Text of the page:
iers on September 8th, at Algodones.
Lower California were executed to
Six were sentenced to short terms
and two were acquitted. Thoee exe
cuted were shot by a firing squad in
GREAT WELCOME GIVEN
TO PRESIDENT WILSON
SAN FRANCISCO, Sept. 17.
Market street throngs thundered a
great welcomo to President Wilson
on his arrival hero today. Ho de
cided to rest this afternoon insteud
of driving about the city.
One Year Ago Today
in the War
IWADDAMT IC CCDVPn
United States rejected AuHtro
Hungarlan peace proposal.
Hrltlsh captured Gauchv Wnmi
and over C.000 prisoners.
American steamer liuena Vontura
Horn at Carmel.i
in New York City
N. Y., in 1797
1891 Thirteen persons drowned
by the wrecking of fishing vessels
during a terrific storm off the caast
1894 Levi P. Morton was chosen
John H. Clarke, associate justice
of tho Supreme Court of the United
States, born at Lisbon, Ohio, 62'
which oven In normal times cars
could not be built, if only for tho
reason that the contingency of
Prohibition could not ho foreludeed.
"The car situation Is summed up ycars ng0 t0l,nv'
In this: First, all the cars that could ' MaJ Gen- w,lllam s- McNalr, as-
i. . , . . ... atimo1 cr.mn mnntho nrn tri thn pmn.
AH the npnnhllPfln nnnrllflift, f ' " "UU "aVe Deen at l"e Service Of ' v
ernor oNew York S tI,e "hlPP"' Second, the car supply , """ f Cam" " Ta'lor' br
is improving, and for the rest of the , ul iutu'nH". ''n- ars ago
season is likelv to hn phhW Minn i "-"'lay,
during the past couple of weeks.
All that Is possible will be done to
WILL OPERATE 200 PLANICH.
ernor of New York
X91G Entente allies present lolnt
note to Bulgaria, asking her to take
a definite stand.
191C IJrltish advanced within
three miles of Baupaume.
1917 House of Representatives
unanimously adopted tho war dofl-
ciency bill, carrying provisions for FRANKFURT ON MAIN, Sept. 18.
tho expenditure of ?7,000,000,000. Establishment of an "Air ser.vico
mt , J"Int Stock Company" which pro-
Tho ratflesla of Sumatra Is said poses to operate an airplane iall
to bo tho largest and most mngnlfi-.and passenger lino from Cologne to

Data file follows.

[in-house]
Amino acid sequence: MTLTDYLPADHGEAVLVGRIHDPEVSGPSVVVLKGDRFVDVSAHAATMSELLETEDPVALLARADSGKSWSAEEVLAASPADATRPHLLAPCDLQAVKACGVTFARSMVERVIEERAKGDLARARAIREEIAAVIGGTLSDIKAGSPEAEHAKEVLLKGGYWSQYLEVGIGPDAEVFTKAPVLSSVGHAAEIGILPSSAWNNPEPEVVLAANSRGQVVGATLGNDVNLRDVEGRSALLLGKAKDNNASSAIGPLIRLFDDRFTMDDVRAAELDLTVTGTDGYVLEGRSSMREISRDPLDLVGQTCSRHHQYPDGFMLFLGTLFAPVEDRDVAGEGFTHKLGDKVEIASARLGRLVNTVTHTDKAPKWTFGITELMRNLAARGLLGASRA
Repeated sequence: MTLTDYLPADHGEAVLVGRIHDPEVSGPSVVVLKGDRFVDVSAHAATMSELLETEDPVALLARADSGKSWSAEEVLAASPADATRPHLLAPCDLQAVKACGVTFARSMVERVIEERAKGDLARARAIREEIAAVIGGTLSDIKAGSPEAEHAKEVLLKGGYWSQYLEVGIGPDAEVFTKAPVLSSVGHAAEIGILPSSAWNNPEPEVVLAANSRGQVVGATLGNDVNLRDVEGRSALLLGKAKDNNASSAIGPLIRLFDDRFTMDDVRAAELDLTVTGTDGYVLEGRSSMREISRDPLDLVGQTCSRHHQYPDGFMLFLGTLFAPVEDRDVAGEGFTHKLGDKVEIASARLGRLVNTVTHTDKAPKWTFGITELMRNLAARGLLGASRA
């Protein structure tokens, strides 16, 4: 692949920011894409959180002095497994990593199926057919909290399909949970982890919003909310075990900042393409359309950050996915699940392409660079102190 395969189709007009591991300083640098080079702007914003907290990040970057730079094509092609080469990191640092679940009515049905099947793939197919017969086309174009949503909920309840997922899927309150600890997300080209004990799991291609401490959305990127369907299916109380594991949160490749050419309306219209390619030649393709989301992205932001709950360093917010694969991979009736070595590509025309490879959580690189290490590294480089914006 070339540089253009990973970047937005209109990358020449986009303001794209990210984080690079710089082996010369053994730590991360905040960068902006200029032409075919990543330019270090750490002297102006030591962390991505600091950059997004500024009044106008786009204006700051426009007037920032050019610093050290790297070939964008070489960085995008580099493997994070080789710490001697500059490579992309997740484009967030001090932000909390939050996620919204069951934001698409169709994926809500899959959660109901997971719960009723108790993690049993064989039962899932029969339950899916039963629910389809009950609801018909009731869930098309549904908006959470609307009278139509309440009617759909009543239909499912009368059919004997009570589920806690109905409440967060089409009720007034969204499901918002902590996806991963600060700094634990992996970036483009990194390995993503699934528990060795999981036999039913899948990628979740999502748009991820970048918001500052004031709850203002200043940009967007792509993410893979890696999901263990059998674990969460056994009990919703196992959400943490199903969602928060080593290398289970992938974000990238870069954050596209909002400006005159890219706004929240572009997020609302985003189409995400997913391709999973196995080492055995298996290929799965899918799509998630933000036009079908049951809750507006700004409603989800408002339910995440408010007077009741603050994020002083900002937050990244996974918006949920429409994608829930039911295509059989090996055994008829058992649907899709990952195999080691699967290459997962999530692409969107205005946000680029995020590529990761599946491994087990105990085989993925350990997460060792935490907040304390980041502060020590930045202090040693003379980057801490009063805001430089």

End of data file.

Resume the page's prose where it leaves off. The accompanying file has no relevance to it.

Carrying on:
m cena flower In tho world. It is com-1 Berlin, Hamburg and other cities,
m posed of five roundish potals, nnch has been approxed by tho Prussian
S.ia foot across, and of a red color I Minister of commerce. The company
,,.... .,... uu,i;iuuo lucfiumi jma i-iiiuiai or ii,uuu,uoo marks. It
"yellowish-white swellings. The pet
jnlst-surround a cup nearly a foot
la planned to operate two hundred
airplanes with Cologne as the cen-
Gllbort M. Hitchcock, United
States senator from Nebraska, born
in Omaha, 60 yejrs ago today.
President Henry C. King of Ober
lln College, an American mombor of
the Intor-AUIcd commission to in-,
vestlgato conditions In Syria, born
ut Hllldalo, Mich., Gl ycar3 ago to-
Rt. Rev. Paul P. Rhode, Catholic
bishop of Green Hay, Wis., horn in
Prussian Poland, 48 years ago today)
Henry K. Groh, third baseman of'
tho Cincinnati National Leaguo'
baseball team, born at Rochester,
N. Y., 29 years ag otoday.
A k. .' .Vtt-A
A brush that sheds Is dear at
any price. If you are looking
for tho non-shed sort then
don't fail to see tho brushes
now on display at our stoio
They ombody tho finest mite
rials and best of worknianshln.
The stock is so complete
that every individual
taste may be satisfied
Prices $1.00 to $7.00
torpedoed on voyago from Bordeaux Unniptlng to obstruct the operation'
ST. LOUIS, Sept. 18. It became
known today that a warrant for the
domination of Etnuia Cohtman was
sorvod on her last Friday In Jeffer
bon City ponltentlury, wlicro sffe to
serving- a two year sentenco tor m-
tho army draft. Sho will be released
Diamond weighing scales aro so
accurately poised that an eyelash i
A-fll iiipi. y.n i.-i I
-. tuwi mu UUIUI1UU,
Birds of prey aro not endowed
I with the gift of Hong
Wif? A"t M,an Ad
"Yrri. T i tZi 'rrtl puyGI,
"THE PICK OF TIIE PICTURES"
H. W. Poole, Owner
Matinee Every Day
HAROLD LOCKWOOD'S LAST PICTURE
'A MAN. OF HONOR"
MABEL NORMAND and FORD STERLING
"CAUGHT IN HIS OWN TRAP"
THE GREAT GEORGE WALSH
"NEVER SAY QUIT"
13 y h p
w JpfOORS OPEN AT J, P .M. '- ".